The Post Office Investment Fund
22 April 2010
Hong Kong's Audit Commission yesterday published a report on the provision of postal services by Hongkong Post (HK Post), the government-owned "Trading Fund" - a term it uses for a Government entity which is meant to be run on a stand-alone basis like a company, under the Trading Funds Ordinance.
Unfortunately this report did not cover the bigger issue with HK Post, namely its huge pile of cash and investments, and the location of its facilities on prime land. If you were an analyst looking at its accounts but didn't know whose accounts they were, then you would think that it is an investment fund which operates a postal service on the side, rather than the other way around, as we explain later in this article. We also look at the Government's general tendency to stash money away in different bodies rather than pass recurrent spending through the budget and the Legislative Council.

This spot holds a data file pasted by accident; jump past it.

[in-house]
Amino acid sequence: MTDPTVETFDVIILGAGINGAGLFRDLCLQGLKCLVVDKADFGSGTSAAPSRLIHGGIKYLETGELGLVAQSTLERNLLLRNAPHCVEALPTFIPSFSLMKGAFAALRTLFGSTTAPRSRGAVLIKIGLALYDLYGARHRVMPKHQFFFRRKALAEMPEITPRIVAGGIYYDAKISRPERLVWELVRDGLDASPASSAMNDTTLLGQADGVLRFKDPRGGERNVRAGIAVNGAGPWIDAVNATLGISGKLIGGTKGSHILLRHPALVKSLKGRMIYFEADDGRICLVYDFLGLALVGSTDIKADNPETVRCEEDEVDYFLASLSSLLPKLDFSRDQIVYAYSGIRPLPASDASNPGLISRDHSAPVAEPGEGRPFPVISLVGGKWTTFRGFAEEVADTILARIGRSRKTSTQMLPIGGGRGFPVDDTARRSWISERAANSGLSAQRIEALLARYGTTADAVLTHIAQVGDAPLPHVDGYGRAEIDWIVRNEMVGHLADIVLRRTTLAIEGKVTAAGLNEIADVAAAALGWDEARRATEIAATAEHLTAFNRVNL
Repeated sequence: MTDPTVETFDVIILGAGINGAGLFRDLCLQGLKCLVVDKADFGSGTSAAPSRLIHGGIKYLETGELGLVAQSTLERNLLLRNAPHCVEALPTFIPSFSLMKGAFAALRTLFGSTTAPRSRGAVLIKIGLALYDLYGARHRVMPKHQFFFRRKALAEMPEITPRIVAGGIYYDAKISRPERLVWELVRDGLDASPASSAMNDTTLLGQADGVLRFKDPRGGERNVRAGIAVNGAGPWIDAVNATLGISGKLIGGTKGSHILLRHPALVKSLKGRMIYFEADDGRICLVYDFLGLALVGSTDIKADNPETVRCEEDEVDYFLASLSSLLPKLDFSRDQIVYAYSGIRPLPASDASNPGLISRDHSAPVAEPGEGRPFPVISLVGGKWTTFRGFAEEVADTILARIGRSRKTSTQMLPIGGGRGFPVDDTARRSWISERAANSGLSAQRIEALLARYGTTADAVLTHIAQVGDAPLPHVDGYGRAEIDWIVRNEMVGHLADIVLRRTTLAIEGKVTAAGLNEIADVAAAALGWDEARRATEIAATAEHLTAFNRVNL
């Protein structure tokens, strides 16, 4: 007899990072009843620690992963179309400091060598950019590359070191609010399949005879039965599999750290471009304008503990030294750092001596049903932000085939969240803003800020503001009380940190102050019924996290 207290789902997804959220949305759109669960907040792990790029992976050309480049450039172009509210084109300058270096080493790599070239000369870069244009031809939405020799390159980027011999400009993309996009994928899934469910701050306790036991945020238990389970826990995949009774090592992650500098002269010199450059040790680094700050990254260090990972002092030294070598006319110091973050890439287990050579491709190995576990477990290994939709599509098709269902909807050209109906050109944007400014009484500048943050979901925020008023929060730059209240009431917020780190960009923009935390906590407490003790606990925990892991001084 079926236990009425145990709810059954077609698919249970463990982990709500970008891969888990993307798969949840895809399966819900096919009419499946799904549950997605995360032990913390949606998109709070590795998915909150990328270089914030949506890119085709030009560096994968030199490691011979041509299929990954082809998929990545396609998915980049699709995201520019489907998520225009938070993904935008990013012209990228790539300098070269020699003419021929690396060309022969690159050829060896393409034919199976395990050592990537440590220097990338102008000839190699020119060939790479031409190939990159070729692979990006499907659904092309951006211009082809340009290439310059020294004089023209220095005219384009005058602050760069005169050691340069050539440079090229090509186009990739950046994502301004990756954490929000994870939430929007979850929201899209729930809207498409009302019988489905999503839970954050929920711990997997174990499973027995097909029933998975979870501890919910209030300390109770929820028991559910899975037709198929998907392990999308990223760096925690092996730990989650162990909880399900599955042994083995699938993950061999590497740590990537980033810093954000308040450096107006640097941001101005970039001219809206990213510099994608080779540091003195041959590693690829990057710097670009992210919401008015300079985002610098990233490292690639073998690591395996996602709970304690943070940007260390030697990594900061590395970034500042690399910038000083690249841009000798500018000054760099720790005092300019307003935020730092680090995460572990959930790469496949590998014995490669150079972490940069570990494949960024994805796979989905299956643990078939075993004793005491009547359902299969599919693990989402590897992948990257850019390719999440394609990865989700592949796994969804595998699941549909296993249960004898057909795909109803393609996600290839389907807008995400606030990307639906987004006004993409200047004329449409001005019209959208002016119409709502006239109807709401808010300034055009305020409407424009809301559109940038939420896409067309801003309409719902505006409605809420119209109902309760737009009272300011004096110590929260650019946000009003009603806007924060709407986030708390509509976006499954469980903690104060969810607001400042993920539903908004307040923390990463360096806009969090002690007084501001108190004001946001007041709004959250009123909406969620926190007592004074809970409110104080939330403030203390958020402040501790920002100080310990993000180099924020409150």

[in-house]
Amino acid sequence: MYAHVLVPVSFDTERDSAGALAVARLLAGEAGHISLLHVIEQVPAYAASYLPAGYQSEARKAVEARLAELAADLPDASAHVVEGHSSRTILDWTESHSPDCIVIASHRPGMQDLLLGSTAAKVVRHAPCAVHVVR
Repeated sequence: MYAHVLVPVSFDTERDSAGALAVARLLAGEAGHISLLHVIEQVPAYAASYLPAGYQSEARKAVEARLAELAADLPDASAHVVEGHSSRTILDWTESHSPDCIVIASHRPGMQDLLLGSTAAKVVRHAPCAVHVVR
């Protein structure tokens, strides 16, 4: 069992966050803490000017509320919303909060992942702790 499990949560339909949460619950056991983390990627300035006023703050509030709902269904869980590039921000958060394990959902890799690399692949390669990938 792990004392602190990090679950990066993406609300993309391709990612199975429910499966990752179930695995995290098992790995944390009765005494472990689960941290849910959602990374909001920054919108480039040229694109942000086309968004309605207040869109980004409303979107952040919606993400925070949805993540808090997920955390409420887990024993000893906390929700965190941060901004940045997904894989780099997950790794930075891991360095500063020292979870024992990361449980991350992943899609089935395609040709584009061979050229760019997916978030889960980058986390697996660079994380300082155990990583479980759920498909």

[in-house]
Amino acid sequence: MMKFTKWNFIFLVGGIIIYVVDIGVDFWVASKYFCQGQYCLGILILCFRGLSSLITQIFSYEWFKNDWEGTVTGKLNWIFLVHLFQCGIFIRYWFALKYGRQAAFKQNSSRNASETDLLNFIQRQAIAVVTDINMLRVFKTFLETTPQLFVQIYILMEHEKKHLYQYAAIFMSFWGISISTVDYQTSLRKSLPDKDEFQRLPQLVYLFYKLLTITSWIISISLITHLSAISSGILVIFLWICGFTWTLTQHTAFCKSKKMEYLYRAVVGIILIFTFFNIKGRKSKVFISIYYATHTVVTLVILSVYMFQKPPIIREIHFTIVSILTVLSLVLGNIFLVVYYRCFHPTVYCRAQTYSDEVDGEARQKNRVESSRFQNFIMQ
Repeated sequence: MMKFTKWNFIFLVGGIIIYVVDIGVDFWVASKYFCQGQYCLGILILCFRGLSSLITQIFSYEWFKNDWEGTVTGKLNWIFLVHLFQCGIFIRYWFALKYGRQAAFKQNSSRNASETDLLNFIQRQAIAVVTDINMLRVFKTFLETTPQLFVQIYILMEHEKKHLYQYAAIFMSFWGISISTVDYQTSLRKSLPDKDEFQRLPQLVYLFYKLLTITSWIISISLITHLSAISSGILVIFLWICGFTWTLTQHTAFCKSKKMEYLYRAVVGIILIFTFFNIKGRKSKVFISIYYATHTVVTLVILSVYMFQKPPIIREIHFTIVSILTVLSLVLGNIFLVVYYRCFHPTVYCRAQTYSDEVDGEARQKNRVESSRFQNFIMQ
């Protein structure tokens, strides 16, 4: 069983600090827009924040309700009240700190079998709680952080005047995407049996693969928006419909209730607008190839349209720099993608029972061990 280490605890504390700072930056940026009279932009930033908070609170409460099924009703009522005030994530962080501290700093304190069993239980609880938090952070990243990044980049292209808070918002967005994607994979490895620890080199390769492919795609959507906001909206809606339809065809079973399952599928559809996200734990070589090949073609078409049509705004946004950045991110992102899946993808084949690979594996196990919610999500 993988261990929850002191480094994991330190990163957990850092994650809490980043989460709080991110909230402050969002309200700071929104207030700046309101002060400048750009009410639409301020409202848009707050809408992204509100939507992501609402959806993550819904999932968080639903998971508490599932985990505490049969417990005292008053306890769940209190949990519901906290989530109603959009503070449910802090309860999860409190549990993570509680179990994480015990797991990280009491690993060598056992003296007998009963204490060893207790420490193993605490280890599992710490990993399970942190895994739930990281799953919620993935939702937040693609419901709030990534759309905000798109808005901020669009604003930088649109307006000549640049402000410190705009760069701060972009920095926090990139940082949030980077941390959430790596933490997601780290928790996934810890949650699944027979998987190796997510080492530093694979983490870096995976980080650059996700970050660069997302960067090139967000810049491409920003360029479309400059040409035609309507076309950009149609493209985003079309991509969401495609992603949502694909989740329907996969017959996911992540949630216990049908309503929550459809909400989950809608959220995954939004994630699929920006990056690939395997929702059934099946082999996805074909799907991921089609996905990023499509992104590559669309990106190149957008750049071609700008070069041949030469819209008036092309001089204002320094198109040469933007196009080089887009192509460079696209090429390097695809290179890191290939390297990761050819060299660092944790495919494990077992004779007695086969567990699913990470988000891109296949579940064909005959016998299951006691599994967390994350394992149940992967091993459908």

The declining importance of mail
The report takes aim at a number of issues, including the fact that 97 of the 125 post offices make an operating loss. The 3 biggest losers lost $14.9m between them in the year to 31-Mar-2009. You can bet that those are on outlying islands or remote parts of the New Territories. Now the mail goes both ways, outbound and inbound, and for now, there is a universal service obligation for postal deliveries. HK Post has the mail monopoly, and it is not really practical to charge an increased tariff for mail to remote places, even though it costs more to deliver. Since HK Post still has to deliver mail, it can continue to collect outbound mail from post boxes at the same time.